reverse ferret



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The term originates from Kelvin MacKenzie's time at the The Sun. His preferred description of the role of journalists when it came to public figures was to "stick a ferret up their trousers". This meant making their lives uncomfortable, and was based on the northern sport of ferret-legging. However, when it became clear that the tide of public opinion had turned against the paper's line, MacKenzie would burst from his office shouting "Reverse Ferret!" [1][2][3]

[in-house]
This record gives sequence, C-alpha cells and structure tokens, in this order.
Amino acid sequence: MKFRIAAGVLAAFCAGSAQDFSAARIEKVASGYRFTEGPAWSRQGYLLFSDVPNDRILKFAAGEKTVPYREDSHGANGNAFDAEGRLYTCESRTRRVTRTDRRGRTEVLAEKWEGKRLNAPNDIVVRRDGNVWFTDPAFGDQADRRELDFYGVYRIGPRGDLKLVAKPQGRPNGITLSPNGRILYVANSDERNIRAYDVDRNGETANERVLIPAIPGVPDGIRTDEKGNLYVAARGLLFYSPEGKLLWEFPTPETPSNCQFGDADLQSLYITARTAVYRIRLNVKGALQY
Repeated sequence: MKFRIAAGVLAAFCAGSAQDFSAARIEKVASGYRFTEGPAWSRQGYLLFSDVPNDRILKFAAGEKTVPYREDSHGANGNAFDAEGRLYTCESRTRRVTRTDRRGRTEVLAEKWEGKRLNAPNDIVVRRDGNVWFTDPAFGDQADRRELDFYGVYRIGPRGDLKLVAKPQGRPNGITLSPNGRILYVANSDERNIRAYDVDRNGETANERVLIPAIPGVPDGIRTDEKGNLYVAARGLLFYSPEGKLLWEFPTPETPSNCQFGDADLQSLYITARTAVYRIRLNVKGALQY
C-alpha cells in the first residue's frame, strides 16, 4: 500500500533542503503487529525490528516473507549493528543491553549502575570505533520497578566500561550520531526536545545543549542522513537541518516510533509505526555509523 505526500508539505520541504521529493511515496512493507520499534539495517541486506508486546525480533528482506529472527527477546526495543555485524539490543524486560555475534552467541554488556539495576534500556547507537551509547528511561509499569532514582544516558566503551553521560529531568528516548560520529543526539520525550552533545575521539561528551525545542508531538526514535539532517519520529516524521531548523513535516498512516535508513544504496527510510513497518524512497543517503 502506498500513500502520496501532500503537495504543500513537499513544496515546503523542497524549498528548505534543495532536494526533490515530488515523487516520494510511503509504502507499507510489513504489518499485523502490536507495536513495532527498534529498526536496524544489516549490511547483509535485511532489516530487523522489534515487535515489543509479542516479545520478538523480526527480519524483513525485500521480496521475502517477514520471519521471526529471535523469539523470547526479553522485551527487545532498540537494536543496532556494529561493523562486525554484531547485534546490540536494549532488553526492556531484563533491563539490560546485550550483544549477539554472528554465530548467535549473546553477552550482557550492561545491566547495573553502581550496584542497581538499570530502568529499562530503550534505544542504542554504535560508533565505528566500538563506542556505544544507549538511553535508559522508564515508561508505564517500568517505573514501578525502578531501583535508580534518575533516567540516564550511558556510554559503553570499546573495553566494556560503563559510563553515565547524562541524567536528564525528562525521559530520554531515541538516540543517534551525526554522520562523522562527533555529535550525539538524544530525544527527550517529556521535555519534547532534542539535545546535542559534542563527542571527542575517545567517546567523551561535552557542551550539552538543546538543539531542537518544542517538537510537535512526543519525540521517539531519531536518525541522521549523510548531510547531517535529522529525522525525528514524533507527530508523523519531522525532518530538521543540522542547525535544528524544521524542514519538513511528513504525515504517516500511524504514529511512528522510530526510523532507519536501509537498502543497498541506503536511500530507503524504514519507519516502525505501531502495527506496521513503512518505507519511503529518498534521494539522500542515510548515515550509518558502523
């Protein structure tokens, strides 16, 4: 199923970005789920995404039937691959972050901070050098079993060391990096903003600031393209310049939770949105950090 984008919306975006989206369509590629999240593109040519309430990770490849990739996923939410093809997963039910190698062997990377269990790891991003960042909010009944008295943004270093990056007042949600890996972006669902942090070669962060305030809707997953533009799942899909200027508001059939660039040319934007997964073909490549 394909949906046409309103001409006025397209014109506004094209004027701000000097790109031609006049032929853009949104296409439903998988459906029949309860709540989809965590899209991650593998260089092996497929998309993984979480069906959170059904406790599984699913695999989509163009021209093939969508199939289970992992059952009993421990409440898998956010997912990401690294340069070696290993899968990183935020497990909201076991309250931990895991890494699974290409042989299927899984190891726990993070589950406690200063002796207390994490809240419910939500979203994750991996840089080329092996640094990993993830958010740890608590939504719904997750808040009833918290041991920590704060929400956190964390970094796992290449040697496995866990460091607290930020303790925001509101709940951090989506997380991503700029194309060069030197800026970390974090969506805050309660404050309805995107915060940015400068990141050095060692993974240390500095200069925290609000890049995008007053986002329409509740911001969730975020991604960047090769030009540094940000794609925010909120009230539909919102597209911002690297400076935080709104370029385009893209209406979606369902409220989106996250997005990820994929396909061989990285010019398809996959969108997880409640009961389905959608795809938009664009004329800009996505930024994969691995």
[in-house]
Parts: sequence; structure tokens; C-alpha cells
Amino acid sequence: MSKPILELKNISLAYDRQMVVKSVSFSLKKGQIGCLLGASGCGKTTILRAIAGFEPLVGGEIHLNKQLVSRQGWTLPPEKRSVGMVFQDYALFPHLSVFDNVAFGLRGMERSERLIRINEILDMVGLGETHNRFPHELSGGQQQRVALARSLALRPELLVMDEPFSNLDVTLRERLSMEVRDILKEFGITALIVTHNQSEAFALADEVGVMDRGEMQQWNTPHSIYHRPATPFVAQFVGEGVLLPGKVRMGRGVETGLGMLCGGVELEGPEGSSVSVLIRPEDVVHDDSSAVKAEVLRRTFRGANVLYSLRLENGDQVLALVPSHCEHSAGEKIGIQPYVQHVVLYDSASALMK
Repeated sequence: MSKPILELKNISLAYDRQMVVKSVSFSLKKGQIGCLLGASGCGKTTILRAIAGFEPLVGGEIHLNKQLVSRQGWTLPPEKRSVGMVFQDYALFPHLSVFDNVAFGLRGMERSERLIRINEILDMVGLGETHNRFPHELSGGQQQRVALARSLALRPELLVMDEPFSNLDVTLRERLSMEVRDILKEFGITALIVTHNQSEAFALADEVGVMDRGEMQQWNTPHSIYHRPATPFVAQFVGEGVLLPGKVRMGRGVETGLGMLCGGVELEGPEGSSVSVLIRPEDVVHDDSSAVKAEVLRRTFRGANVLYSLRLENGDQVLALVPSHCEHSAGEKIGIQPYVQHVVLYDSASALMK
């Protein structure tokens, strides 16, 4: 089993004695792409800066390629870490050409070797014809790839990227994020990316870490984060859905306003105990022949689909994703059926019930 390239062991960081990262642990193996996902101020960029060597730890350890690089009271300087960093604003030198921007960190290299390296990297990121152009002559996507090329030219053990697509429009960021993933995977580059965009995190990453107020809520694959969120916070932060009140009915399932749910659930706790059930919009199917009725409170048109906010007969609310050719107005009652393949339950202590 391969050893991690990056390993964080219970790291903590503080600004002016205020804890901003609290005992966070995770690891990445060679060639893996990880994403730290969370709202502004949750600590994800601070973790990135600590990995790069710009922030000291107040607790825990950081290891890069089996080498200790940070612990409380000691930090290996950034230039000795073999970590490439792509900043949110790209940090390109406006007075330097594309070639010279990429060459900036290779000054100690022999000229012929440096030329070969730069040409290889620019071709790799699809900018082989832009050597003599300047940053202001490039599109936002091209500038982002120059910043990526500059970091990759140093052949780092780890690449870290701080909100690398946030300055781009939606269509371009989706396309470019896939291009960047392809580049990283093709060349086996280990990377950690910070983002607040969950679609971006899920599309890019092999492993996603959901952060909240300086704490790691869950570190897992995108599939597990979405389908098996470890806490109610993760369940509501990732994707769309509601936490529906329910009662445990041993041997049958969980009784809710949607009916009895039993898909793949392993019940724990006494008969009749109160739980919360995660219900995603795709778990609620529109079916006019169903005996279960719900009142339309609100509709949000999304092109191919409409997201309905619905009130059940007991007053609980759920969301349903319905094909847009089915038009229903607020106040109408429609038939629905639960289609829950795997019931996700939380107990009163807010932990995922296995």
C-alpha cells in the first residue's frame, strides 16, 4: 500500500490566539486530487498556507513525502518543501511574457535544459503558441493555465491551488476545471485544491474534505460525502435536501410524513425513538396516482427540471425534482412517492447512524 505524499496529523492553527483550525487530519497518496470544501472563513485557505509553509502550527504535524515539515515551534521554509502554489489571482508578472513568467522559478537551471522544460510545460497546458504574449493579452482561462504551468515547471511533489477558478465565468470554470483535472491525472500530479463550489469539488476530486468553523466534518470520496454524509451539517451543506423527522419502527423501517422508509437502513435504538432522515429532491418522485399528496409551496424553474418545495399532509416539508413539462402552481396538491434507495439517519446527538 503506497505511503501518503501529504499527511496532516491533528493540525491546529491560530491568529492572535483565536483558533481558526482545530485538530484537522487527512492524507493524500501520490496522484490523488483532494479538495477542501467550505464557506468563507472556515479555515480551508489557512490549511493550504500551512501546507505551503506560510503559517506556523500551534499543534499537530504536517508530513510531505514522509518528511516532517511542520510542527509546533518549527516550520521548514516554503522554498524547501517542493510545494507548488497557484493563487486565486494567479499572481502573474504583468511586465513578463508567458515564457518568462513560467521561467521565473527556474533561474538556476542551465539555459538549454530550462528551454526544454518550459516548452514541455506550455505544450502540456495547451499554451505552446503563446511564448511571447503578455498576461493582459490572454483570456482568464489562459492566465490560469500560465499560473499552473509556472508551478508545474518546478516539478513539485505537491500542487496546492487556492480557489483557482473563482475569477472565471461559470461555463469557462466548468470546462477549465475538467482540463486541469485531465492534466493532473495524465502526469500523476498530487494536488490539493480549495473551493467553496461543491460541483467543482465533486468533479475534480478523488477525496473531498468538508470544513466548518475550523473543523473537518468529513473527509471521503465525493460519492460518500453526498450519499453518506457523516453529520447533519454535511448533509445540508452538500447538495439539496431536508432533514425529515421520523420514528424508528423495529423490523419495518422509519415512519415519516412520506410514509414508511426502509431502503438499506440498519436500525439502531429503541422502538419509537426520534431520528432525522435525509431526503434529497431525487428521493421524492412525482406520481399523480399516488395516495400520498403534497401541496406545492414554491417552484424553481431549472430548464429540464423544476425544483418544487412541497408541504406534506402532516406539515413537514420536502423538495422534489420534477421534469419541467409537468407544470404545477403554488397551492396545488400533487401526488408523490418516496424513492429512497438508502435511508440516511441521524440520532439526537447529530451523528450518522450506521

reverse ferret ‎(plural reverse ferrets)

  1. (Britain media) A sudden volte-face in an organisation's editorial line on a certain issue, especially one without acknowledgment of the previous position.[1]


  1. 1.0 1.1 White, Roland (6 July 2008), “Tabloid week: the reverse ferret”, in The Sunday Times[1]
  2. ^ Neil Chenoweth - Rupert Murdoch: The Untold Story of the World's Greatest Media Wizard - ISBN 978-0609610381 - excerpt:
  3. ^ MacKenzie performs a BBC reverse ferret -